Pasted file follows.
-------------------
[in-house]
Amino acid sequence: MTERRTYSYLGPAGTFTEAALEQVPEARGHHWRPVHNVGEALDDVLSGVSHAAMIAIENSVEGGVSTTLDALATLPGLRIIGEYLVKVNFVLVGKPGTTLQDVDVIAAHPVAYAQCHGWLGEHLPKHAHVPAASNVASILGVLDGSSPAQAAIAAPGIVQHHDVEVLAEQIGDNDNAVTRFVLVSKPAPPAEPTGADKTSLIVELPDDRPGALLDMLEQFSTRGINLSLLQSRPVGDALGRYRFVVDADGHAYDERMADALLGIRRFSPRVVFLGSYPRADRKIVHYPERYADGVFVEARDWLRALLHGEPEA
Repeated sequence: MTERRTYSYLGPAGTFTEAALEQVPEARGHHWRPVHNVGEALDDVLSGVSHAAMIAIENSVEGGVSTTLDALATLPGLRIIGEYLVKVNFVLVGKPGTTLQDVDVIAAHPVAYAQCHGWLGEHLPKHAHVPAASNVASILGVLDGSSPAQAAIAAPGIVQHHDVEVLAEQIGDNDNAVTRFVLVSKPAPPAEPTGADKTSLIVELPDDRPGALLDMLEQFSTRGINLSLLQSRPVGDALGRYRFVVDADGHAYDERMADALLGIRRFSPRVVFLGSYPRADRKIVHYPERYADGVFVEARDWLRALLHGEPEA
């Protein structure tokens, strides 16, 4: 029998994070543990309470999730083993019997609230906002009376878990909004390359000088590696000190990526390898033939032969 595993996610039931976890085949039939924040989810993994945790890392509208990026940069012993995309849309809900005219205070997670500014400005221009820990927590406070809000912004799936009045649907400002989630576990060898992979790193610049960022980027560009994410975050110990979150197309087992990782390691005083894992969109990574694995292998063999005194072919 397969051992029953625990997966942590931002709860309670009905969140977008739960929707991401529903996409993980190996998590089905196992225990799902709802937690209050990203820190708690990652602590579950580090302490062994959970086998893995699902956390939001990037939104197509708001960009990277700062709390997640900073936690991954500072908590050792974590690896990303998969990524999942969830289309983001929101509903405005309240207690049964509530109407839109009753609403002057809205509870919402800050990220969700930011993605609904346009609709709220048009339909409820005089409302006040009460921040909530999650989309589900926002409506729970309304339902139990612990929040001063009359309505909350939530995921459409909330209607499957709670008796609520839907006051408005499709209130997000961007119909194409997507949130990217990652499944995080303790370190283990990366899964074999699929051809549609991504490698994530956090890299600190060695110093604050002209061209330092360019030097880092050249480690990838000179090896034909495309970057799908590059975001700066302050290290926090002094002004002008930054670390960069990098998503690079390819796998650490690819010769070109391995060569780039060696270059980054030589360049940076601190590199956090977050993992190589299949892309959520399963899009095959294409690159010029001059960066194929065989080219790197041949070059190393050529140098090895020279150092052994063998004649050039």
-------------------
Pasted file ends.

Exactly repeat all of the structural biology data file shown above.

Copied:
[in-house]
Amino acid sequence: MTERRTYSYLGPAGTFTEAALEQVPEARGHHWRPVHNVGEALDDVLSGVSHAAMIAIENSVEGGVSTTLDALATLPGLRIIGEYLVKVNFVLVGKPGTTLQDVDVIAAHPVAYAQCHGWLGEHLPKHAHVPAASNVASILGVLDGSSPAQAAIAAPGIVQHHDVEVLAEQIGDNDNAVTRFVLVSKPAPPAEPTGADKTSLIVELPDDRPGALLDMLEQFSTRGINLSLLQSRPVGDALGRYRFVVDADGHAYDERMADALLGIRRFSPRVVFLGSYPRADRKIVHYPERYADGVFVEARDWLRALLHGEPEA
Repeated sequence: MTERRTYSYLGPAGTFTEAALEQVPEARGHHWRPVHNVGEALDDVLSGVSHAAMIAIENSVEGGVSTTLDALATLPGLRIIGEYLVKVNFVLVGKPGTTLQDVDVIAAHPVAYAQCHGWLGEHLPKHAHVPAASNVASILGVLDGSSPAQAAIAAPGIVQHHDVEVLAEQIGDNDNAVTRFVLVSKPAPPAEPTGADKTSLIVELPDDRPGALLDMLEQFSTRGINLSLLQSRPVGDALGRYRFVVDADGHAYDERMADALLGIRRFSPRVVFLGSYPRADRKIVHYPERYADGVFVEARDWLRALLHGEPEA
């Protein structure tokens, strides 16, 4: 029998994070543990309470999730083993019997609230906002009376878990909004390359000088590696000190990526390898033939032969 595993996610039931976890085949039939924040989810993994945790890392509208990026940069012993995309849309809900005219205070997670500014400005221009820990927590406070809000912004799936009045649907400002989630576990060898992979790193610049960022980027560009994410975050110990979150197309087992990782390691005083894992969109990574694995292998063999005194072919 397969051992029953625990997966942590931002709860309670009905969140977008739960929707991401529903996409993980190996998590089905196992225990799902709802937690209050990203820190708690990652602590579950580090302490062994959970086998893995699902956390939001990037939104197509708001960009990277700062709390997640900073936690991954500072908590050792974590690896990303998969990524999942969830289309983001929101509903405005309240207690049964509530109407839109009753609403002057809205509870919402800050990220969700930011993605609904346009609709709220048009339909409820005089409302006040009460921040909530999650989309589900926002409506729970309304339902139990612990929040001063009359309505909350939530995921459409909330209607499957709670008796609520839907006051408005499709209130997000961007119909194409997507949130990217990652499944995080303790370190283990990366899964074999699929051809549609991504490698994530956090890299600190060695110093604050002209061209330092360019030097880092050249480690990838000179090896034909495309970057799908590059975001700066302050290290926090002094002004002008930054670390960069990098998503690079390819796998650490690819010769070109391995060569780039060696270059980054030589360049940076601190590199956090977050993992190589299949892309959520399963899009095959294409690159010029001059960066194929065989080219790197041949070059190393050529140098090895020279150092052994063998004649050039």